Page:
Sale 1265 — Classic United States Stamps and Covers
Sale Date — Thursday, 29 September, 2022
Category — Allen 12c 1851-57: Plate 3 Perforated, Imprint Examples (Scott 36B)
VERY FINE APPEARANCE. ONE OF TWO IMPRINT AND PLATE NUMBER MULTIPLES OF THE 12-CENT WASHINGTON FROM PLATE 3 IN PRIVATE HANDS.
The Toppan Carpenter imprint was modified before plates were made for new printings of the 12c (Plate 3), 30c (Plate 1), 90c (Plate 1) and 1c (Plates 11 and 12). The Second Type imprint with negative lettering and "Toppan Carpenter & Co." name was first used in June 1860 on the 12c Plate 3, followed shortly after by its use on the 30c and 90c plates made during the summer of 1860. It was used next on the 1c Plate 11, probably toward the end of 1860, followed by Plate 12.
Casilear's name, which appeared in the imprint on earlier plates, even after he had retired, was omitted from the new Second Type imprint. The use of this imprint and the reversion to a 3-subject transfer roll (and absence of significant relief trimming) for the 1c plates have led specialists to theorize that the new plates were made by different Toppan Carpenter employees than the ones who made the earlier plates. The noteworthy odd characteristics of the 12c Plate 3 also support this idea.
About 15 months later, in the fall of 1861, the federal government demonetized all previous issues of postage stamps and replaced them with new stamps that would be distributed only to post offices in loyal states. The purpose of demonetization was to prevent the South from using stamps as a medium of exchange. The demand for the high-denomination stamps in 1860 was limited, and the Civil War demonetization policy cut their lives short. Unused examples would be great rarities today if not for a cache of sheets discovered in Washington, D.C., which had been found in Southern post offices after the war and returned to the Post Office. These sheets were sold to dealer Ferdinand Trifet in 1878, and many of the unused stamps from late pre-war printings come from this source. Despite the survival of unused 1857-61 Issue remainders, multiples with the imprint and plate number selvage are extremely rare. Philatelists record only two 24c plate blocks and one each of the 30c and 90c. The 12c from Plate 3 (Scott 36B) is also extremely rare. An intact pane of 100 (Right) is in the Harry L. Jefferys collection at the Smithsonian National Postal Museum. The block of 42 with complete imprint (Right), ex Krug and illustrated in Brookman (p. 247), is in the Charles A. Hirzel collection at the Swiss Museum of Communications in Berne, Switzerland. Only two of the imprint and plate number multiples are in private hands. A block of 50 and separate adjoining block of 25 (Sale 1000, lots 1018 and 1019) come from the same pane and together form a complete imprint and plate number (divided in half). The other block in private hands is offered here, which has the imprint intact along the block of four (Positions 49-50/59-60R3) and just a tiny portion on the reattached Position 70R3.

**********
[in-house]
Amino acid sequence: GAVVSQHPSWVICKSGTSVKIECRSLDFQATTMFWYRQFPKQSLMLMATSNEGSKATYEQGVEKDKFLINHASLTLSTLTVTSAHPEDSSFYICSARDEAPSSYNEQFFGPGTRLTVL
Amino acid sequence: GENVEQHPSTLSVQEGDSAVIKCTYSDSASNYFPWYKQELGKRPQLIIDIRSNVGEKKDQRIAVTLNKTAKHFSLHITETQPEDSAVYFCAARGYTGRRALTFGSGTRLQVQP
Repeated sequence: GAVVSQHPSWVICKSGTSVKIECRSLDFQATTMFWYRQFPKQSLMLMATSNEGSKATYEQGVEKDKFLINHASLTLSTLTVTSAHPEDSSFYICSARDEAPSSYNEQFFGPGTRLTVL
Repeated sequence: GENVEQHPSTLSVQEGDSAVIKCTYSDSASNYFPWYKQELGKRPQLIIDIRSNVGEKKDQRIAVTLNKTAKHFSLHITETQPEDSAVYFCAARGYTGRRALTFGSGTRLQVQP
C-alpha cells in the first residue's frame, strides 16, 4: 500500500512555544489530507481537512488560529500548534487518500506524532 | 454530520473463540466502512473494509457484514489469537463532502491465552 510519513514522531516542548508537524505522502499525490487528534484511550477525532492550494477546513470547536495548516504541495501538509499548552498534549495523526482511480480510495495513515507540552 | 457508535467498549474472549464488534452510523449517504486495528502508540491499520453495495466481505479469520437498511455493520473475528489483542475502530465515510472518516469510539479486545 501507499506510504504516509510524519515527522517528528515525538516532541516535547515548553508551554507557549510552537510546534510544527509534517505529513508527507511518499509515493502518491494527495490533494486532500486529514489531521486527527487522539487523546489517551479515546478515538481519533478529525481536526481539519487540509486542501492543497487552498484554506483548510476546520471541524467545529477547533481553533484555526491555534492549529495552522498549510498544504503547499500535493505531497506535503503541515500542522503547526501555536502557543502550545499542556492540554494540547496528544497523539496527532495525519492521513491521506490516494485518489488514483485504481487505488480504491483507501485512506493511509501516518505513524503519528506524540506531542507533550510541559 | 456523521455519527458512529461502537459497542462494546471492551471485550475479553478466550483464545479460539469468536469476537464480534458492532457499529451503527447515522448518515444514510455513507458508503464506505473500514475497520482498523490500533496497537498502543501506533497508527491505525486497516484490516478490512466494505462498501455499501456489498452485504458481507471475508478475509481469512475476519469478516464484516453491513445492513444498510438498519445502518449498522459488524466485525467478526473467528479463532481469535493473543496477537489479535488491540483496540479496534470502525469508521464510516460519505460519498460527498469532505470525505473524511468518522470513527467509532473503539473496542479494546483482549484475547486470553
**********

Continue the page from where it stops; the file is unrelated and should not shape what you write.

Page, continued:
Illustrated in Neinken 12c 1851-57 booklet (p. 73) and Chronicle 241 (p. 54). Ex Neinken, "Sevenoaks", Chapin and Gross (who acquired the Chapin collection in a 2002 private transaction through the Shreves and sold this block in Shreves Philatelic Galleries Sale 56, May 30, 2003). Unlisted in Scott.